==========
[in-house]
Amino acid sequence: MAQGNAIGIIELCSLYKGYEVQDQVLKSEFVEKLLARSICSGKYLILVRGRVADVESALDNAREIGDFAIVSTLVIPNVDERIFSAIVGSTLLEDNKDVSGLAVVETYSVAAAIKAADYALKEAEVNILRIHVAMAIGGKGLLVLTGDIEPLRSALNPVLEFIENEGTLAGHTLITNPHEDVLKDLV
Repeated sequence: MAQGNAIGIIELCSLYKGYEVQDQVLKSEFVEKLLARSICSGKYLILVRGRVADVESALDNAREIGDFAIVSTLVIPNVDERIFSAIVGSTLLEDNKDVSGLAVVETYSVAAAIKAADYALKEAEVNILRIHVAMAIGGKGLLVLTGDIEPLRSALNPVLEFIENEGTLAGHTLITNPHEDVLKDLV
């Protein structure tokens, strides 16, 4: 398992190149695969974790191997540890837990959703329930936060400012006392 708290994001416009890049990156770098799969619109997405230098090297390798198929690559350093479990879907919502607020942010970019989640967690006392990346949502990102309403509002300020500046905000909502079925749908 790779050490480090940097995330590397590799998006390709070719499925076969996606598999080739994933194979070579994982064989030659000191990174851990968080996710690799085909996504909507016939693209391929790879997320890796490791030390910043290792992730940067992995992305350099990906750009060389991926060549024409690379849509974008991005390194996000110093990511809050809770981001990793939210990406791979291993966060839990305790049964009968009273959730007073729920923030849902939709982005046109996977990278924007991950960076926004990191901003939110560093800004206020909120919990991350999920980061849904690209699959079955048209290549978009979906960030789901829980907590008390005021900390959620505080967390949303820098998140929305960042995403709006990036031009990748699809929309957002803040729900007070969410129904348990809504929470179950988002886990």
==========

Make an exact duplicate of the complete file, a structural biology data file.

[in-house]
Amino acid sequence: MAQGNAIGIIELCSLYKGYEVQDQVLKSEFVEKLLARSICSGKYLILVRGRVADVESALDNAREIGDFAIVSTLVIPNVDERIFSAIVGSTLLEDNKDVSGLAVVETYSVAAAIKAADYALKEAEVNILRIHVAMAIGGKGLLVLTGDIEPLRSALNPVLEFIENEGTLAGHTLITNPHEDVLKDLV
Repeated sequence: MAQGNAIGIIELCSLYKGYEVQDQVLKSEFVEKLLARSICSGKYLILVRGRVADVESALDNAREIGDFAIVSTLVIPNVDERIFSAIVGSTLLEDNKDVSGLAVVETYSVAAAIKAADYALKEAEVNILRIHVAMAIGGKGLLVLTGDIEPLRSALNPVLEFIENEGTLAGHTLITNPHEDVLKDLV
């Protein structure tokens, strides 16, 4: 398992190149695969974790191997540890837990959703329930936060400012006392 708290994001416009890049990156770098799969619109997405230098090297390798198929690559350093479990879907919502607020942010970019989640967690006392990346949502990102309403509002300020500046905000909502079925749908 790779050490480090940097995330590397590799998006390709070719499925076969996606598999080739994933194979070579994982064989030659000191990174851990968080996710690799085909996504909507016939693209391929790879997320890796490791030390910043290792992730940067992995992305350099990906750009060389991926060549024409690379849509974008991005390194996000110093990511809050809770981001990793939210990406791979291993966060839990305790049964009968009273959730007073729920923030849902939709982005046109996977990278924007991950960076926004990191901003939110560093800004206020909120919990991350999920980061849904690209699959079955048209290549978009979906960030789901829980907590008390005021900390959620505080967390949303820098998140929305960042995403709006990036031009990748699809929309957002803040729900007070969410129904348990809504929470179950988002886990």